Adam Elmore: One last question. We do have a couple more minutes here. Do you have thoughts on the whole macro venture capital situation and how that might impact the next 5, 10 years? And I don't know if we're entering into some tightening cycle that we've never seen anything like the last 10 years, 13, whatever years, of government injecting so much capital into the system. And if that starts going away, do you have opinions or thoughts on all these startups that are making our lives better? Like I think of DevX startups where I don't know how financially sound they are yet, they've been living off the VC. Do you have thoughts on all that?
Shawn Wang: Not fully formed ones, but I can give you a quick hit.
Adam Elmore: Yeah. Yeah.
Shawn Wang: So how bad did it get? It got to the point, so the average price of sales ratio of a publicly traded company would be in the range of 10 to 50. That's a very wide range, meaning your market capitalization, the total value of a company is 50 times your sales. In private markets, the price of sales ratios of funding rounds, series A and B, and all that, got up to 1,000 times.
Adam Elmore: Oh my God.
Shawn Wang: We had 1,500 at one of the startups that I was at and I heard of one startup that was 2,500.
Adam Elmore: Wow.
Shawn Wang: So that was the peak in November of last year. Those days are gone, people are now asking for 100X, which is very like 10X fall, like very, very big. That's why almost nobody's raising money. So that VC market is right up, I'll say it has different impact on different stages. And this is all to do with like, "Okay, would you invest in Stripe at 95 billion when Shopify used to be 100 billion and now it's worth 20 billion?" You probably want to buy the more quality asset that's already publicly listed than the very stable asset that is at a high valuation.
Shawn Wang: So this is the deal making has just gone off. Like I think at the seed stage, people are completely unaffected. I think people are cognizant of the fact that economic cycles repeat or like, this is not going to... This is a recession. We are probably already in a recession right now, we are in a tightening cycle right now, but this is probably not one of those that's just going to drag out super long. And startup take 10 years to build anyway, so why should your early stage investing be affected at all by what the current level of the S&P is? It shouldn't.
Adam Elmore: Yeah. No, it's true. I mean, so much of this conversation just echoes your bias towards long term versus short term, and I should have known that coming in. I'm asking all these questions that are very much like, there's a clear answer if you just think outside of the next year.
Shawn Wang: Oh, I love training people to do that.
Adam Elmore: Yeah. No, it's really nice.
Shawn Wang: Take a long-term perspective in the history and then project it out to the future as well, and try to make decisions on that, so.
Adam Elmore: Yeah, it's sort of refreshing, especially in this sort of anxiety-ridden digital space. I feel like when you zoom out things feel a lot less pressing or anxiety-laden, I guess. I don't know. Yeah, I appreciate that.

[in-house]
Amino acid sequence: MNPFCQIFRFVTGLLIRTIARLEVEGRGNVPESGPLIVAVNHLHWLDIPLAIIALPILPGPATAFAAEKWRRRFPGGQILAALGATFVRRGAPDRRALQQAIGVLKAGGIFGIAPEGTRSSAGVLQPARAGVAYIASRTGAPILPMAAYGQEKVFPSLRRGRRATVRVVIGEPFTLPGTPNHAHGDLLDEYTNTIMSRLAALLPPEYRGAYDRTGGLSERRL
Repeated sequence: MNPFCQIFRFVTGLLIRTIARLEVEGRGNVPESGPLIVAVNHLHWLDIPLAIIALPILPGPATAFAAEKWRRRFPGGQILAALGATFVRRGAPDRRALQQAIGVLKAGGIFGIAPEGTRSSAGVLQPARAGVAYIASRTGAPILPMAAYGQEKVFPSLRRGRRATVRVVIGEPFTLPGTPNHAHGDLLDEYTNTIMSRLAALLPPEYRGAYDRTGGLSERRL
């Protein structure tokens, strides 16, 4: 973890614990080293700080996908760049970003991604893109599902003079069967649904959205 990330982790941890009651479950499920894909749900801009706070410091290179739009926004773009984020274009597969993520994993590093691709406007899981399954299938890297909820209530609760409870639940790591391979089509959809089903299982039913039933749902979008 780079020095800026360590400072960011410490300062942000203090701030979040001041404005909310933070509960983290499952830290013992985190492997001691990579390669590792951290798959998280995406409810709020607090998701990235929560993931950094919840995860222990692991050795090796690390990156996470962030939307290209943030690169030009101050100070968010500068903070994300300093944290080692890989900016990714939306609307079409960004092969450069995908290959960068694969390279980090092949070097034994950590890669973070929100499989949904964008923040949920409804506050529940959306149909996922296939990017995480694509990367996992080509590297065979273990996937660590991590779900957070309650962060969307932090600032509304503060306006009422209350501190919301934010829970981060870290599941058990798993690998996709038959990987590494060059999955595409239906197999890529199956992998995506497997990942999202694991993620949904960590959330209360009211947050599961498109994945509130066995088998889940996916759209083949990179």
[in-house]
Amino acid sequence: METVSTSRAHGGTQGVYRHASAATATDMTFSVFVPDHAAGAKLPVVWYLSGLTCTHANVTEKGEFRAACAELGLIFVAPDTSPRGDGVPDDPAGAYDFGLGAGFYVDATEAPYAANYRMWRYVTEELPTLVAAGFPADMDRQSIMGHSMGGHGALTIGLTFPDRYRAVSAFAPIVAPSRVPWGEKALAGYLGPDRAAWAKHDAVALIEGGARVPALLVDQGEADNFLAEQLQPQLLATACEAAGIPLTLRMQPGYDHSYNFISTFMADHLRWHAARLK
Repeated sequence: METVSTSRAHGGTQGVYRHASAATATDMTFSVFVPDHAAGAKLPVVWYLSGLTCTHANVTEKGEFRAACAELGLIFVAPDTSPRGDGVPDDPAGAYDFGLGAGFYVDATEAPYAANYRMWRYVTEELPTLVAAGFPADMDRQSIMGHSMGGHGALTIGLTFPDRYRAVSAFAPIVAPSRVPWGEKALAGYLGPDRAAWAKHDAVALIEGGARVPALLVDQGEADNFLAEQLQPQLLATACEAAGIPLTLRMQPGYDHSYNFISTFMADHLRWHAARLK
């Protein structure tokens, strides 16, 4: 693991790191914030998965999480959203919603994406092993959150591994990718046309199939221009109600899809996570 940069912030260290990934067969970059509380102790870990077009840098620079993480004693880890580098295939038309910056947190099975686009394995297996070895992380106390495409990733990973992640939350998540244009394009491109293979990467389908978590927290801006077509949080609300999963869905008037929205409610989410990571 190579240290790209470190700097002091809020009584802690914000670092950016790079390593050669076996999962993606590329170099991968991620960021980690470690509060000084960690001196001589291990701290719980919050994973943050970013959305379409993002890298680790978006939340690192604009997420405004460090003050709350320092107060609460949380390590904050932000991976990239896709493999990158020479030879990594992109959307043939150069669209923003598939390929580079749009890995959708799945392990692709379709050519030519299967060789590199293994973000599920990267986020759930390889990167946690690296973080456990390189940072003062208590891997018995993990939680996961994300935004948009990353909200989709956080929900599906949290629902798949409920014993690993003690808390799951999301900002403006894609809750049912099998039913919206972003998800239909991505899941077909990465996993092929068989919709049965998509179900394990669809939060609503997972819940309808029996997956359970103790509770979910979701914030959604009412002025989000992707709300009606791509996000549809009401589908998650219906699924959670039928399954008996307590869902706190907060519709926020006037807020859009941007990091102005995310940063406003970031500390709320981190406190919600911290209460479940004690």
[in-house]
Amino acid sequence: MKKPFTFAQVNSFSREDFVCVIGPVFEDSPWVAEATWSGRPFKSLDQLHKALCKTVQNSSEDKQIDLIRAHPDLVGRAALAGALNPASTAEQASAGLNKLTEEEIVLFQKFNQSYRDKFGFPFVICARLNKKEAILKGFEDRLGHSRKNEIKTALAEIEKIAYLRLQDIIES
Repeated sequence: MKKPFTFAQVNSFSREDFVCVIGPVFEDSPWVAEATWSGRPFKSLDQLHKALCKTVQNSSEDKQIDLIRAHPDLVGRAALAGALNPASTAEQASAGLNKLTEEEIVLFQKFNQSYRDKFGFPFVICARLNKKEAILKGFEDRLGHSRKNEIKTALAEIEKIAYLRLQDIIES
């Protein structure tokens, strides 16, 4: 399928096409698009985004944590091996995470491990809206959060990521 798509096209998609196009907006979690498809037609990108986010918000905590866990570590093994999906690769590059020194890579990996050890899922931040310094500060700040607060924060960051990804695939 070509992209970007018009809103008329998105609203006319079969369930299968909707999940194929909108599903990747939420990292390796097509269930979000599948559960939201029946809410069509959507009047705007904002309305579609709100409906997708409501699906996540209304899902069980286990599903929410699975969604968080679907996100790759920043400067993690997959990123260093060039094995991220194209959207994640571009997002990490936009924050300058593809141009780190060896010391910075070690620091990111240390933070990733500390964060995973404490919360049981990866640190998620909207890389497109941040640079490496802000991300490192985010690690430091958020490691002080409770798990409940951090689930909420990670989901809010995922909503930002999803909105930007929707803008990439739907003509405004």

Shawn Wang: It's weird because I think that's true, but at the same time, you're only here on this earth for so long. When you zoom out, that actually reduces the available number of decisions that you can possibly make, which means that each decision goes from being a two-way door into a one-way door because you want to make more substantial decisions. Therefore, for example, when I changed jobs, it took me like two months of agonizing to finally land on something, because I could have done any number of things and I think you have to really examine your beliefs as to what the long-term trends are going to be and trade that off versus being happy in the short run.
Adam Elmore: Yeah. I'm going to be trying to do that. I think I'm in the middle of the agonizing stage right now, trying to figure out what's next, but I'm going to try and think a little more long term.
Shawn Wang: The thing I'll point you to, you're talking about courses and stuff like that in leverage, I'll say definitely check out Eric Jorgenson, who is the book writer for Naval Ravikant. He wrote the Almanac of Naval Ravikant, and he's trying to build up a thesis or a body of knowledge around what leverage is and what leverage means. And then the other thing I'll point you to is Nathan Barry, who's the founder of ConvertKit who talked about the letters of wealth creation and how some things are more high leverage than others, so.
Adam Elmore: Thank you so much for that. Again, this podcast may just be for me, but that's okay because I got a lot out of it. Thank you so much for taking the time, Shawn.
Shawn Wang: [inaudible 00:50:58].
Adam Elmore: I didn't know how much I'd get in on my... I think we covered half the things I thought about talking to you about. You're just a wealth of knowledge, you're sort of a wise sage in this community and it's been so great to pick your brain. Thanks for coming on.
Shawn Wang: I think we're the same age.
Adam Elmore: Oh, yeah. Well yeah, you've been using your time better, I guess. You've been doing more high-leverage things or something.
Shawn Wang: Yeah. Thanks for having me around, but we can talk anytime. I really enjoyed this conversation.
Adam Elmore: That sounds good. Thanks, Shawn.